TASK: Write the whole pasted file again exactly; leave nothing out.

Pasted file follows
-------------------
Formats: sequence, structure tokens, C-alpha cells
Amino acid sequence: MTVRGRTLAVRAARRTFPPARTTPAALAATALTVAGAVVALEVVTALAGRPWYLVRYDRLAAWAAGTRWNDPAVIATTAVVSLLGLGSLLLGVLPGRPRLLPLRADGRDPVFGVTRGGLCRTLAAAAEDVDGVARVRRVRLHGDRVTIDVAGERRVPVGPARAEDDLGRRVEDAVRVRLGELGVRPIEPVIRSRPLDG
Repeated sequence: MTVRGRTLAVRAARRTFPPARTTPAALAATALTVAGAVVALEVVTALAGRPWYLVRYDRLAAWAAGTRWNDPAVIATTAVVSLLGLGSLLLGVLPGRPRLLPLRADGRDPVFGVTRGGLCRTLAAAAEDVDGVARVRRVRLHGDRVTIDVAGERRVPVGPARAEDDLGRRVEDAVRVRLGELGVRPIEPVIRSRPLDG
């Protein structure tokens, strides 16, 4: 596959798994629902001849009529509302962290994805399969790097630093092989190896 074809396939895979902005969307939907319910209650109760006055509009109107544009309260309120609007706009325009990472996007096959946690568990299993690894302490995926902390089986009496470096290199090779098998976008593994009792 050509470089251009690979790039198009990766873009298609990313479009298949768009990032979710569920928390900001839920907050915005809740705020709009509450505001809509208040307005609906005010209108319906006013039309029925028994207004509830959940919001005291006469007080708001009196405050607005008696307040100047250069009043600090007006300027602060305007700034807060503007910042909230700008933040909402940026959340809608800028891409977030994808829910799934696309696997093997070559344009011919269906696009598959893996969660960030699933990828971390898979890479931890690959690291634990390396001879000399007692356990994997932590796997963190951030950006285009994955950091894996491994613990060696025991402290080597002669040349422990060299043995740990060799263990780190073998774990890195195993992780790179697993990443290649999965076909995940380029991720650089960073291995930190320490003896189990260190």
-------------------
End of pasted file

Formats: sequence, structure tokens, C-alpha cells
Amino acid sequence: MTVRGRTLAVRAARRTFPPARTTPAALAATALTVAGAVVALEVVTALAGRPWYLVRYDRLAAWAAGTRWNDPAVIATTAVVSLLGLGSLLLGVLPGRPRLLPLRADGRDPVFGVTRGGLCRTLAAAAEDVDGVARVRRVRLHGDRVTIDVAGERRVPVGPARAEDDLGRRVEDAVRVRLGELGVRPIEPVIRSRPLDG
Repeated sequence: MTVRGRTLAVRAARRTFPPARTTPAALAATALTVAGAVVALEVVTALAGRPWYLVRYDRLAAWAAGTRWNDPAVIATTAVVSLLGLGSLLLGVLPGRPRLLPLRADGRDPVFGVTRGGLCRTLAAAAEDVDGVARVRRVRLHGDRVTIDVAGERRVPVGPARAEDDLGRRVEDAVRVRLGELGVRPIEPVIRSRPLDG
């Protein structure tokens, strides 16, 4: 596959798994629902001849009529509302962290994805399969790097630093092989190896 074809396939895979902005969307939907319910209650109760006055509009109107544009309260309120609007706009325009990472996007096959946690568990299993690894302490995926902390089986009496470096290199090779098998976008593994009792 050509470089251009690979790039198009990766873009298609990313479009298949768009990032979710569920928390900001839920907050915005809740705020709009509450505001809509208040307005609906005010209108319906006013039309029925028994207004509830959940919001005291006469007080708001009196405050607005008696307040100047250069009043600090007006300027602060305007700034807060503007910042909230700008933040909402940026959340809608800028891409977030994808829910799934696309696997093997070559344009011919269906696009598959893996969660960030699933990828971390898979890479931890690959690291634990390396001879000399007692356990994997932590796997963190951030950006285009994955950091894996491994613990060696025991402290080597002669040349422990060299043995740990060799263990780190073998774990890195195993992780790179697993990443290649999965076909995940380029991720650089960073291995930190320490003896189990260190």